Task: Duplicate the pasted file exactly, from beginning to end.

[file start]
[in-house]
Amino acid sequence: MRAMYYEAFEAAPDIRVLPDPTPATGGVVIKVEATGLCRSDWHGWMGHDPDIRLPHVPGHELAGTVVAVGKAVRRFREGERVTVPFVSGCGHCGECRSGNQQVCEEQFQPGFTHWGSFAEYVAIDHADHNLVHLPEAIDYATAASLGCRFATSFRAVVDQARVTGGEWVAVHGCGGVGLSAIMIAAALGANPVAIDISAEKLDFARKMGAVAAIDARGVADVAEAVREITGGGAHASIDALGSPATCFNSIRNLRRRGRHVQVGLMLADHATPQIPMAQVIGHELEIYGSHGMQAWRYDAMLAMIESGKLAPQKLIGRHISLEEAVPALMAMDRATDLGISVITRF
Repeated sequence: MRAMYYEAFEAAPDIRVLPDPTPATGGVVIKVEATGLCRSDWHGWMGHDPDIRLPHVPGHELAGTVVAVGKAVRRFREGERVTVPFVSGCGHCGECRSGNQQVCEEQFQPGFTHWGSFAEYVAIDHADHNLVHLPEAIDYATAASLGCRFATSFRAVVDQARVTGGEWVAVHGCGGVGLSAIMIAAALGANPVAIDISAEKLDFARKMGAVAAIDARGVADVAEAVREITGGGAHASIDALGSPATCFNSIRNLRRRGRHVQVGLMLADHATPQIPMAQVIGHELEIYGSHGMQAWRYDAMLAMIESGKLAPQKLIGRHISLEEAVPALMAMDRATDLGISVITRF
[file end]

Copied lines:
[in-house]
Amino acid sequence: MRAMYYEAFEAAPDIRVLPDPTPATGGVVIKVEATGLCRSDWHGWMGHDPDIRLPHVPGHELAGTVVAVGKAVRRFREGERVTVPFVSGCGHCGECRSGNQQVCEEQFQPGFTHWGSFAEYVAIDHADHNLVHLPEAIDYATAASLGCRFATSFRAVVDQARVTGGEWVAVHGCGGVGLSAIMIAAALGANPVAIDISAEKLDFARKMGAVAAIDARGVADVAEAVREITGGGAHASIDALGSPATCFNSIRNLRRRGRHVQVGLMLADHATPQIPMAQVIGHELEIYGSHGMQAWRYDAMLAMIESGKLAPQKLIGRHISLEEAVPALMAMDRATDLGISVITRF
Repeated sequence: MRAMYYEAFEAAPDIRVLPDPTPATGGVVIKVEATGLCRSDWHGWMGHDPDIRLPHVPGHELAGTVVAVGKAVRRFREGERVTVPFVSGCGHCGECRSGNQQVCEEQFQPGFTHWGSFAEYVAIDHADHNLVHLPEAIDYATAASLGCRFATSFRAVVDQARVTGGEWVAVHGCGGVGLSAIMIAAALGANPVAIDISAEKLDFARKMGAVAAIDARGVADVAEAVREITGGGAHASIDALGSPATCFNSIRNLRRRGRHVQVGLMLADHATPQIPMAQVIGHELEIYGSHGMQAWRYDAMLAMIESGKLAPQKLIGRHISLEEAVPALMAMDRATDLGISVITRF